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In the Interest of J.J. Jr.

IN THE COURT OF APPEALS OF IOWA


January 9, 2013

IN THE INTEREST OF J.J. JR., MINOR CHILD, J.R., MOTHER, APPELLANT, J.A.J. SR., FATHER, APPELLANT.

Appeal from the Iowa District Court for Clinton County, Phillip J. Tabor, District Associate Judge.

The opinion of the court was delivered by: Bower, J.

A mother and father separately appeal the termination of their parental rights to their child. AFFIRMED ON BOTH APPEALS.

Considered by Doyle, P.J., and Mullins and Bower, JJ.

A mother and father separately appeal the termination of their parental rights to their child. They each contend the State failed to prove the grounds for termination by clear and convincing evidence and failed to make reasonable efforts to reunify them with the child. They also contend termination is not in the child's best interests and request additional time to demonstrate they can safely parent the child.

Because the parents do not challenge the termination under sections 232.116(1)(h), and (l) (2011), we may affirm on these grounds. The parents failed to raise a challenge to the reasonableness of the efforts to reunify them with the child, and therefore error has not been preserved for our review. We find termination is in the child's best interests and granting the parents additional time to demonstrate they can safely parent the child is unwarranted. Accordingly, we affirm.

I. Background Facts and Proceedings.

The child was born in September 2010 and first came to the attention of the Department of Human Services (DHS) in August 2011 after testing positive for cocaine. The child, who had delays in speech and motor skills, was placed in foster care in September 2011 and was adjudicated to be in need of assistance (CINA) in October 2011.

Services were offered to both parents. The mother tested positive for illegal substances when she first became involved with the DHS, but successfully completed substance abuse treatment and has maintained sobriety. The mother also received services to address her mental health. She was taking her prescribed medication at the time of the termination hearing, but has not always been consistent in this regard. Although the mother received services to address her domestic abuse issues, there were concerns that the mother and father would resume a relationship; their relationship has been marked with domestic violence.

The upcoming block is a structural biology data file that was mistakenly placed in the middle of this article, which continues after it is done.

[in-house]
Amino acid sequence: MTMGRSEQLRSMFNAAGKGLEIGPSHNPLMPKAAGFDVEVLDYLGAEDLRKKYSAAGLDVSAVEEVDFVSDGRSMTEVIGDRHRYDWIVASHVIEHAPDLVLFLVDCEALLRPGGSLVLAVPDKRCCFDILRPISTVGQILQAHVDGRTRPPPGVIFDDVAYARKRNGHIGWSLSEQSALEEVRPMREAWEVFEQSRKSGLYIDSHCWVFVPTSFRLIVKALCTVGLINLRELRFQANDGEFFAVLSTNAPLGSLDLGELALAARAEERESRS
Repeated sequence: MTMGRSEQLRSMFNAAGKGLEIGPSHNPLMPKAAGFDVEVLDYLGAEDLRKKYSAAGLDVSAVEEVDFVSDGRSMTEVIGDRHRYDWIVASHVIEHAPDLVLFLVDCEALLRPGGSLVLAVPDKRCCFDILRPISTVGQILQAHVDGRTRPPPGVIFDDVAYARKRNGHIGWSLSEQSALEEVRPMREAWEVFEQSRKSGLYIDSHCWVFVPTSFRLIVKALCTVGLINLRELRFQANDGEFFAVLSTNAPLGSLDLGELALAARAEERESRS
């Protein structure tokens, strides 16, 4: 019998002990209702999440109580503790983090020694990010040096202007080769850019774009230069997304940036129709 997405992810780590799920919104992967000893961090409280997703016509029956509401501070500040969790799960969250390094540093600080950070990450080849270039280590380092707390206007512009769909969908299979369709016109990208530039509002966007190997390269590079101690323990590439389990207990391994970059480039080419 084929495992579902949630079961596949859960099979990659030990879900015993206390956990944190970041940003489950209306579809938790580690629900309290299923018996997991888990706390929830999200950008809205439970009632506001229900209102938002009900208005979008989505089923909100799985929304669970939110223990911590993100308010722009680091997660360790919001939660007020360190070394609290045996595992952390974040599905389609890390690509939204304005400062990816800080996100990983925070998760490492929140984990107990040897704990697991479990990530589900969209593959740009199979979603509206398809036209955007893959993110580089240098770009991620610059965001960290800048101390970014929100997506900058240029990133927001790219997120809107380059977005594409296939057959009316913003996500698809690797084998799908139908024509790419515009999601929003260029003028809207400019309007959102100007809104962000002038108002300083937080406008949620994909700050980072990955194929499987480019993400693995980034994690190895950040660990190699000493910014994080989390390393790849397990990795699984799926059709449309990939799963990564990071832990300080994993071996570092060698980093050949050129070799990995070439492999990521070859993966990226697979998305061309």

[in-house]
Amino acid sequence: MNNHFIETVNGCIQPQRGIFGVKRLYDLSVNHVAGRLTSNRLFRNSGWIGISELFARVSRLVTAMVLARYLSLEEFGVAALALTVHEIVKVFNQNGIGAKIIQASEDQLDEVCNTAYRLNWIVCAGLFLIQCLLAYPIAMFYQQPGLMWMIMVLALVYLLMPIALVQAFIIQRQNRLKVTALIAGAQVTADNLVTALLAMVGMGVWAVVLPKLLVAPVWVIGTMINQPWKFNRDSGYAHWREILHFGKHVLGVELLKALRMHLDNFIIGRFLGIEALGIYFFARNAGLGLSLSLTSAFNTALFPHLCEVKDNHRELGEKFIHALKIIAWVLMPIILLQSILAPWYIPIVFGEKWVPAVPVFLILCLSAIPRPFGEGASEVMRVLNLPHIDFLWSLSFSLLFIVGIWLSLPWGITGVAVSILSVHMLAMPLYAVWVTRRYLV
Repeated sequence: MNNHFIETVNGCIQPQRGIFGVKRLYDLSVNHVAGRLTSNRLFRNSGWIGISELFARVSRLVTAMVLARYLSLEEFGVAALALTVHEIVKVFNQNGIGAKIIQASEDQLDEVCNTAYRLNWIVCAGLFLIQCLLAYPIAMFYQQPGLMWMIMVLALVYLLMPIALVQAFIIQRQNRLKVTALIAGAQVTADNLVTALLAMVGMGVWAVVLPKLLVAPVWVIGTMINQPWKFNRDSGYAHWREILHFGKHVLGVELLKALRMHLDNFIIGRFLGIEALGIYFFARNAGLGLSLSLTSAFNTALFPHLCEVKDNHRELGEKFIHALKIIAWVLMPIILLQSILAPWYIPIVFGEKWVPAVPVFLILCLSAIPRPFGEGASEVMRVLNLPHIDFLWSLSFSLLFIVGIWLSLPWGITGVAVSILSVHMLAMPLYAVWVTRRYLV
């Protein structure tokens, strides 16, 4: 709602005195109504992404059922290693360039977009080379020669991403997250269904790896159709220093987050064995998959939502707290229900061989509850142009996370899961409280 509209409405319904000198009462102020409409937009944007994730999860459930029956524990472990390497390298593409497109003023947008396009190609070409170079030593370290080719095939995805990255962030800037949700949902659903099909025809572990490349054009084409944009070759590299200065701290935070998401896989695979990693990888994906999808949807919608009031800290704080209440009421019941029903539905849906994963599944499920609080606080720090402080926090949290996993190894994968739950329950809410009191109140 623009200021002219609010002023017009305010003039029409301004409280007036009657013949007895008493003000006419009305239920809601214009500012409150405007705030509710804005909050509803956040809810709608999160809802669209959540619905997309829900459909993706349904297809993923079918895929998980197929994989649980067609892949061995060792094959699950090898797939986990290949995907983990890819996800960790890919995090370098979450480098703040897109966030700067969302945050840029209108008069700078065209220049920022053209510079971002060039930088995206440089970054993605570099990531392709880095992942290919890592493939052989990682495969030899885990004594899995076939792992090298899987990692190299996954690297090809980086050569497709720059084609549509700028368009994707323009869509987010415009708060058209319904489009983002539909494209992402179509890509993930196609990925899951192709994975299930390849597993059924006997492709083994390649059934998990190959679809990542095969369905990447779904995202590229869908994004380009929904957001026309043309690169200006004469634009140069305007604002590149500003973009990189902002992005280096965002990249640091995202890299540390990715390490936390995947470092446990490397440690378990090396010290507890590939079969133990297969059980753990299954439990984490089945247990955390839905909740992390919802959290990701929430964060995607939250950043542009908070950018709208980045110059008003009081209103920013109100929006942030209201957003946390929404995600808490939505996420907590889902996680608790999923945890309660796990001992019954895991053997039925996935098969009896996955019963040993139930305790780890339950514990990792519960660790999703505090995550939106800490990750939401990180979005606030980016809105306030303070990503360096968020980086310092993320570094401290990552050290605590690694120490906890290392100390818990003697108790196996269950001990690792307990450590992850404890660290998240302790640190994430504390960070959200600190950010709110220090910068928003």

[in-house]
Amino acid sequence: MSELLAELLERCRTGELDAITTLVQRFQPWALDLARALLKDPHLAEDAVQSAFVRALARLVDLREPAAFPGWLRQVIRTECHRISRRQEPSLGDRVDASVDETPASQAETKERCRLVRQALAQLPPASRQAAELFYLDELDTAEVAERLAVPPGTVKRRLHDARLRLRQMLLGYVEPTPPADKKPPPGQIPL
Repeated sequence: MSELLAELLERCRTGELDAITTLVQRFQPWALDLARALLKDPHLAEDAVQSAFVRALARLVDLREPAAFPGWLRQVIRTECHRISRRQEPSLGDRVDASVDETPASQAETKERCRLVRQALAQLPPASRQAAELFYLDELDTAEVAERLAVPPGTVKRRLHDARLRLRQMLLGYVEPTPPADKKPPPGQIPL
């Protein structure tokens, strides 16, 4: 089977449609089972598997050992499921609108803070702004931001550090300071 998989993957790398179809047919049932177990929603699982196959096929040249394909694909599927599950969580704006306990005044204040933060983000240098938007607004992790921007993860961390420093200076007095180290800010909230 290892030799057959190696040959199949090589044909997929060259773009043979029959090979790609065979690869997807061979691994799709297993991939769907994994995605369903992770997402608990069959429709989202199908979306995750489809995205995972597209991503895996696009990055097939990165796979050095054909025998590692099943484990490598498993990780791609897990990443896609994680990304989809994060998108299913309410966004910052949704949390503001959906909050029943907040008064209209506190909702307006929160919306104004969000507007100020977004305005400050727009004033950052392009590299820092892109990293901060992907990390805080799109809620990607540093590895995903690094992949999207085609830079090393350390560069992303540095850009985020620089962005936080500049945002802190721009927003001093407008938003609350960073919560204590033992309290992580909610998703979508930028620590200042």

The father has been sporadic in his participation in services. He did complete a substance abuse evaluation, but not until June 27, 2012, and by the time of the termination hearing, he had just begun to receive the treatment recommended. The father ceased participating in mental health treatment in March 2012, and, further, he has not consistently attended visitation with the child.

At the time of removal, the child had suffered a number of ear infections and some of his developmental delays were believed to be attributed to that. Surgery in January 2012 reduced the number of ear infections the child suffers, but did not assist with the speech delays. However, the child's speech skills are improving in foster care. Improvements have also been shown in the child's fine and gross motor skills, and social skills.

The State filed a petition seeking to terminate both parents' rights in July 2012. The termination hearing was held in August and September 2012. On September 18, 2012, the juvenile court entered its order terminating both the mother and father's parental rights pursuant to Iowa Code sections 232.116(1)(d), (h), and (l).

II. Scope and Standard of Review.

We review termination of parental rights proceedings de novo. In re D.S., 806 N.W.2d 458, 465 (Iowa Ct. App. 2011). While we are not bound by the juvenile court's fact-findings, we do give them weight, especially when assessing witness credibility. Id.

An order terminating parental rights will be upheld if there is clear and convincing evidence of grounds for termination under section 232.116. Id. Evidence is "clear and convincing" where there is no "serious or substantial doubts as to the correctness or conclusions of law drawn from the evidence." Id.

III. Analysis.